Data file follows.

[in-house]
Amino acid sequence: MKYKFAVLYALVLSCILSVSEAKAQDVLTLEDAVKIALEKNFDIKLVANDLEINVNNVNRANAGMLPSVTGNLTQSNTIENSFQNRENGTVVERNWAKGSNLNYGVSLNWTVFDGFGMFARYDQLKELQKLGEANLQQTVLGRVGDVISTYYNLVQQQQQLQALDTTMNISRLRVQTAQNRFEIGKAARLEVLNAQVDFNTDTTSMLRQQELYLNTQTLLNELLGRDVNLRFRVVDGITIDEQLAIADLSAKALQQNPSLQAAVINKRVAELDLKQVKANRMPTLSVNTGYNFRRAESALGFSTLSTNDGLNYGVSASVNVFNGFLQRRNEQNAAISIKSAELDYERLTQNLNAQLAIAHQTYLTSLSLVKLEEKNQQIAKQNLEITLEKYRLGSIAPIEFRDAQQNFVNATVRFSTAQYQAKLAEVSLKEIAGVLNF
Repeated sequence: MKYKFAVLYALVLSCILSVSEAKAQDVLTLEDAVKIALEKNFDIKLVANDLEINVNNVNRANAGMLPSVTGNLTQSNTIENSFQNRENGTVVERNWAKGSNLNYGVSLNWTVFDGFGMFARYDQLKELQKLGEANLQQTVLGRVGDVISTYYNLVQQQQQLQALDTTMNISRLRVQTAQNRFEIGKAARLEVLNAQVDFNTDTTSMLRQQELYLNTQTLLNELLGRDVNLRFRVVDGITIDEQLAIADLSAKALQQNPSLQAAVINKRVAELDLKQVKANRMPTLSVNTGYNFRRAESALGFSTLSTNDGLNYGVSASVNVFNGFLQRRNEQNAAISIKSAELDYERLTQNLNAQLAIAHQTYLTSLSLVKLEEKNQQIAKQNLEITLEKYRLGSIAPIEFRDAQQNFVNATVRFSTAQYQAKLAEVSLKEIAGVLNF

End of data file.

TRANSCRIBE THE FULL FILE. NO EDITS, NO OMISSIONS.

[in-house]
Amino acid sequence: MKYKFAVLYALVLSCILSVSEAKAQDVLTLEDAVKIALEKNFDIKLVANDLEINVNNVNRANAGMLPSVTGNLTQSNTIENSFQNRENGTVVERNWAKGSNLNYGVSLNWTVFDGFGMFARYDQLKELQKLGEANLQQTVLGRVGDVISTYYNLVQQQQQLQALDTTMNISRLRVQTAQNRFEIGKAARLEVLNAQVDFNTDTTSMLRQQELYLNTQTLLNELLGRDVNLRFRVVDGITIDEQLAIADLSAKALQQNPSLQAAVINKRVAELDLKQVKANRMPTLSVNTGYNFRRAESALGFSTLSTNDGLNYGVSASVNVFNGFLQRRNEQNAAISIKSAELDYERLTQNLNAQLAIAHQTYLTSLSLVKLEEKNQQIAKQNLEITLEKYRLGSIAPIEFRDAQQNFVNATVRFSTAQYQAKLAEVSLKEIAGVLNF
Repeated sequence: MKYKFAVLYALVLSCILSVSEAKAQDVLTLEDAVKIALEKNFDIKLVANDLEINVNNVNRANAGMLPSVTGNLTQSNTIENSFQNRENGTVVERNWAKGSNLNYGVSLNWTVFDGFGMFARYDQLKELQKLGEANLQQTVLGRVGDVISTYYNLVQQQQQLQALDTTMNISRLRVQTAQNRFEIGKAARLEVLNAQVDFNTDTTSMLRQQELYLNTQTLLNELLGRDVNLRFRVVDGITIDEQLAIADLSAKALQQNPSLQAAVINKRVAELDLKQVKANRMPTLSVNTGYNFRRAESALGFSTLSTNDGLNYGVSASVNVFNGFLQRRNEQNAAISIKSAELDYERLTQNLNAQLAIAHQTYLTSLSLVKLEEKNQQIAKQNLEITLEKYRLGSIAPIEFRDAQQNFVNATVRFSTAQYQAKLAEVSLKEIAGVLNF